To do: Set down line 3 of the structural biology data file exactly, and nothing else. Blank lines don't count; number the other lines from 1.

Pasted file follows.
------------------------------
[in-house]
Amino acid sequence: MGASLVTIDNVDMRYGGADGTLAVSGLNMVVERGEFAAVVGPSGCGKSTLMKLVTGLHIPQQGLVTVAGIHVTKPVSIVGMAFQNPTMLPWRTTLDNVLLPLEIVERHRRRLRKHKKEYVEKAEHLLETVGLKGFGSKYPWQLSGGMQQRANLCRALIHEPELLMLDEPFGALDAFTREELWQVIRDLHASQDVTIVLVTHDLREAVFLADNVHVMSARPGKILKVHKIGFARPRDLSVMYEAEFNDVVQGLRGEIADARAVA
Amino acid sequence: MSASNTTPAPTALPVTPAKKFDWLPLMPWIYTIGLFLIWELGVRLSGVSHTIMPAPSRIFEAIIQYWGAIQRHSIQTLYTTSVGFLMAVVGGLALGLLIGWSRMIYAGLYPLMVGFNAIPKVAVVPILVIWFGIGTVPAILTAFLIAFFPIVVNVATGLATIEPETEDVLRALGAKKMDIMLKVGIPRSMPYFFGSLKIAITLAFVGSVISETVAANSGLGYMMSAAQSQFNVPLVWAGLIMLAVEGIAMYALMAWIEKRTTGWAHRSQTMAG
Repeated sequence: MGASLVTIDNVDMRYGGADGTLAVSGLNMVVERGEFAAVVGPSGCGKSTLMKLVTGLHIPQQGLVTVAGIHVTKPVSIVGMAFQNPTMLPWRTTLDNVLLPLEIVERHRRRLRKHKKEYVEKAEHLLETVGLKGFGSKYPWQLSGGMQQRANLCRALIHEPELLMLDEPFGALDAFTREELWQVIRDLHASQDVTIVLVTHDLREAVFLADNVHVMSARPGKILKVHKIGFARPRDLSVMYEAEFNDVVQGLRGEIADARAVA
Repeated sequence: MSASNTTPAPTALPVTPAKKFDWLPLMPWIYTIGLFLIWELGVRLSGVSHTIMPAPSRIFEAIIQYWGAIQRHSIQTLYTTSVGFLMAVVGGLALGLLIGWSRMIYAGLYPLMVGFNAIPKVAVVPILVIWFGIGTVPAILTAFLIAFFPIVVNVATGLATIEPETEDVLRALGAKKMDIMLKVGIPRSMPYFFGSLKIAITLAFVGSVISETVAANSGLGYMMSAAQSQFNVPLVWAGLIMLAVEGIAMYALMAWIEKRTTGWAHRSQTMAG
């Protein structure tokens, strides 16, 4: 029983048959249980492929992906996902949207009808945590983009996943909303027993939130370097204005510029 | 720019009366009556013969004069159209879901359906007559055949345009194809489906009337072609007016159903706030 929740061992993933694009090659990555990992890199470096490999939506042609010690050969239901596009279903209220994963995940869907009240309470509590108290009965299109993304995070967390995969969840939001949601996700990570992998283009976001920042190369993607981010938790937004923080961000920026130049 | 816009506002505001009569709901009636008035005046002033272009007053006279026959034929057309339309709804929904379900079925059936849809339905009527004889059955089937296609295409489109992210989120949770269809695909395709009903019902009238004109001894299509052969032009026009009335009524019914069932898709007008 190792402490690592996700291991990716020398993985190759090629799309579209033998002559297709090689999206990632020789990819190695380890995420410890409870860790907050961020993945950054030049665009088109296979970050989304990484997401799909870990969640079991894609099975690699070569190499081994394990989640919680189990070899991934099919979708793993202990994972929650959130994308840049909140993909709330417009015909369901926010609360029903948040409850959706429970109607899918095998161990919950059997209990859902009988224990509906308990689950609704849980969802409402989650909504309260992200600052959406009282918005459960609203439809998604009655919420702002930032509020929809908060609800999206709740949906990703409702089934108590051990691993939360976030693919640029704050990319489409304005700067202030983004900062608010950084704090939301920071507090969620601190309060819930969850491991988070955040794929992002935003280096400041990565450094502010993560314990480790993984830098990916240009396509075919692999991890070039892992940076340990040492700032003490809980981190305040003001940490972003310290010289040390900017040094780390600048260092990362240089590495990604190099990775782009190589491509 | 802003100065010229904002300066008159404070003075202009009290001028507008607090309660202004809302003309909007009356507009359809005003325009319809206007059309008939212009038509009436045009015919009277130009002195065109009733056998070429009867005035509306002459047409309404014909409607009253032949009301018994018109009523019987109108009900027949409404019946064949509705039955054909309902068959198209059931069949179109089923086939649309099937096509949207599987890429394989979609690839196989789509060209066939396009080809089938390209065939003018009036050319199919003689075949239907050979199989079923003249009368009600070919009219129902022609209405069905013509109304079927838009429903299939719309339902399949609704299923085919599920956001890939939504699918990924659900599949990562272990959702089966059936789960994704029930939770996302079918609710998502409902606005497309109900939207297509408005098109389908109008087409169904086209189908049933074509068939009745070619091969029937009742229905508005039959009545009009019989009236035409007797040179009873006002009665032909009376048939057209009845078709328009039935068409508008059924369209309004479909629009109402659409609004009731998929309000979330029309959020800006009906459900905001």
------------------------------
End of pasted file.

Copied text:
Amino acid sequence: MSASNTTPAPTALPVTPAKKFDWLPLMPWIYTIGLFLIWELGVRLSGVSHTIMPAPSRIFEAIIQYWGAIQRHSIQTLYTTSVGFLMAVVGGLALGLLIGWSRMIYAGLYPLMVGFNAIPKVAVVPILVIWFGIGTVPAILTAFLIAFFPIVVNVATGLATIEPETEDVLRALGAKKMDIMLKVGIPRSMPYFFGSLKIAITLAFVGSVISETVAANSGLGYMMSAAQSQFNVPLVWAGLIMLAVEGIAMYALMAWIEKRTTGWAHRSQTMAG